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By: Lea Wolfinger
Decentralized Clinical Trials (DCT) have been labeled by many as a product of the pandemic, but in reality, it has been a topic of discussion and in the development process for several years. Technological advances were steadily moving it forward when the pandemic struck, and pharmaceutical companies hit the fast-forward button. Suddenly it was not only convenient and efficient to eliminate the need for patients to travel to specific sites, but it was also a dire necessity.
While DCT is patient-centric at its best, it does not eliminate connection with healthcare professionals. Rather, it makes the best of both worlds by creating a hybrid approach. Through various apps, remote medical devices, and other technology, participants can be monitored and tested in real-time. At the same time, HCP’s can make scheduled visits to homes or facilities for the occasional face-to-face meeting, or participants can be asked to come in for a minimum number of on-site visits.
Pharmaceutical companies are finding that DCTs offer multiple benefits.
Perhaps the most significant benefit is the number, availability, and diversity of patients increases. Studies have shown that 7 out of 10 participants live more than 2 hours from the research site, and 5 out of 10 are in poor health. Additional statistics show that 30% of patients drop out, 40% of trials have difficulties with enrollment, and 85% of trials fail to retain enough patients.
“Patients aren’t just statistics or data – they’re people. Many potential trial participants will be managing health conditions while running businesses, working full-time jobs, and raising families. Where this is the case, requiring patients to attend site visits, which involve hours of travel and accumulated costs, isn’t just difficult – it can be impossible.”
Making a Game Plan
Some trials may require a significant amount of on-site testing and evaluations, but many can be decentralized. There are several key factors to consider, such as communication. Will the trial directors and HCP’s be able to connect with the participants via smartphones, tablets, etc. For example, if the participants in a trial are elderly, disabled, or have difficulties using devices, will they have someone available to help them?
Another issue is technology. Is the required technology, whether remote medical devices or wearables, readily available? Will remote data collection work well for the specific trial? Can the data be collected easily? If the process is too complicated, it may deter participants from fulfilling their responsibilities or lessen the results’ accuracy. Will it require technicians to make home visits, or can the technology be managed remotely?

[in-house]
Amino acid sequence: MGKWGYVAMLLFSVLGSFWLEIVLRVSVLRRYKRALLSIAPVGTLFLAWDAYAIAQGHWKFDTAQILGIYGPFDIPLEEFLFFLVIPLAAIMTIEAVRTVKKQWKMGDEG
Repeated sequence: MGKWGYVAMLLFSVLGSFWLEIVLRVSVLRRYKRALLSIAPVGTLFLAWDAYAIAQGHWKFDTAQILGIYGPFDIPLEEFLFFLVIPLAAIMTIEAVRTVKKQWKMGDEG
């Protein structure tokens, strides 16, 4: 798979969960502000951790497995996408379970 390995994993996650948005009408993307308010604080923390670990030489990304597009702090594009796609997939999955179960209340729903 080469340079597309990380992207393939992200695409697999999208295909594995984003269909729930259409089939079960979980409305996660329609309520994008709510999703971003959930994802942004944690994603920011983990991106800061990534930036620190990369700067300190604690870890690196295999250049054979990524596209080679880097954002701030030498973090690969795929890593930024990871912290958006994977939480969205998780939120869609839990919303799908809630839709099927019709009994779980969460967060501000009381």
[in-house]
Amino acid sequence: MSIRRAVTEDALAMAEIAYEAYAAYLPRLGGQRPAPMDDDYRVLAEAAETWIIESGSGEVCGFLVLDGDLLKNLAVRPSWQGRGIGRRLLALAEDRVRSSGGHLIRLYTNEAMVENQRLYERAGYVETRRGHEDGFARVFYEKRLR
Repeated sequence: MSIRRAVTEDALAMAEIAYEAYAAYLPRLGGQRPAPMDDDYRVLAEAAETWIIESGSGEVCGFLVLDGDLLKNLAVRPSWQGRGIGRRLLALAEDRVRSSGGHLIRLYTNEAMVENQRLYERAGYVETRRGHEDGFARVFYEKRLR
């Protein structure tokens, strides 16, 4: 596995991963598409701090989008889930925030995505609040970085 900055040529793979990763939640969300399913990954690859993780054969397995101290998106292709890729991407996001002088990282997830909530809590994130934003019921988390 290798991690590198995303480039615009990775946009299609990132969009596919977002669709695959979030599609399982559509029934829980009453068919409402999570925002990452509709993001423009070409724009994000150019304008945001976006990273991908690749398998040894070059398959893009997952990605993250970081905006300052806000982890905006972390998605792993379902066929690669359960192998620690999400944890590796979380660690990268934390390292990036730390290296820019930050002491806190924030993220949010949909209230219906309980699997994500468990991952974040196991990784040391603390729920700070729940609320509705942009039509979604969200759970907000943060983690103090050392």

How many healthcare professionals will be involved? Can home visits be covered by one HCP who ‘interviews’ the patients, collects test results, and delivers it to the main site where multiple technicians and HCPs are involved in the data analysis? Will the ‘traveling’ HCP also transport devices, medications, etc., or will a technician be needed to deliver and set up devices, and a courier required to distribute medicines and pick up unused supplies?
“We have the ability to engage with our patients, learn about their lives and priorities, and apply these insights to optimize the study design and mitigate upfront risks. For example, by employing technology to conduct pre-recruitment assessment data collection, companies can understand how people live so that protocols can be customized—bringing a patient-focused experience to clinical research.
There are a magnitude of items to consider, technologies to evaluate, and risks to be taken, but DCTs bring more advantages than difficulties, and they are here to stay.
Holland reminds us,
“Whenever it occurs, clinical research will always require the expertise and experience of qualified teams that embrace a risk-based approach. By implementing a “patient first” DCT, organizations can shatter the traditional study paradigm and finally achieve sought-after improvements in patient accessibility, the unification of data, and data availability, culminating in faster, more effective trials.
We can engage with our patients, learn about their lives and priorities, and apply these insights to optimize the study design and mitigate upfront risks. For example, by employing technology to conduct pre-recruitment assessment data collection, companies can understand how people live so that protocols can be customized—bringing a patient-focused experience to clinical research.
While the COVID-19 pandemic has been a catalyst in forcing new clinical trial execution models to go mainstream, they will be part of a mix of options in the long term. The advantages are powerful, and the results are the proof—DCTs are here to stay.”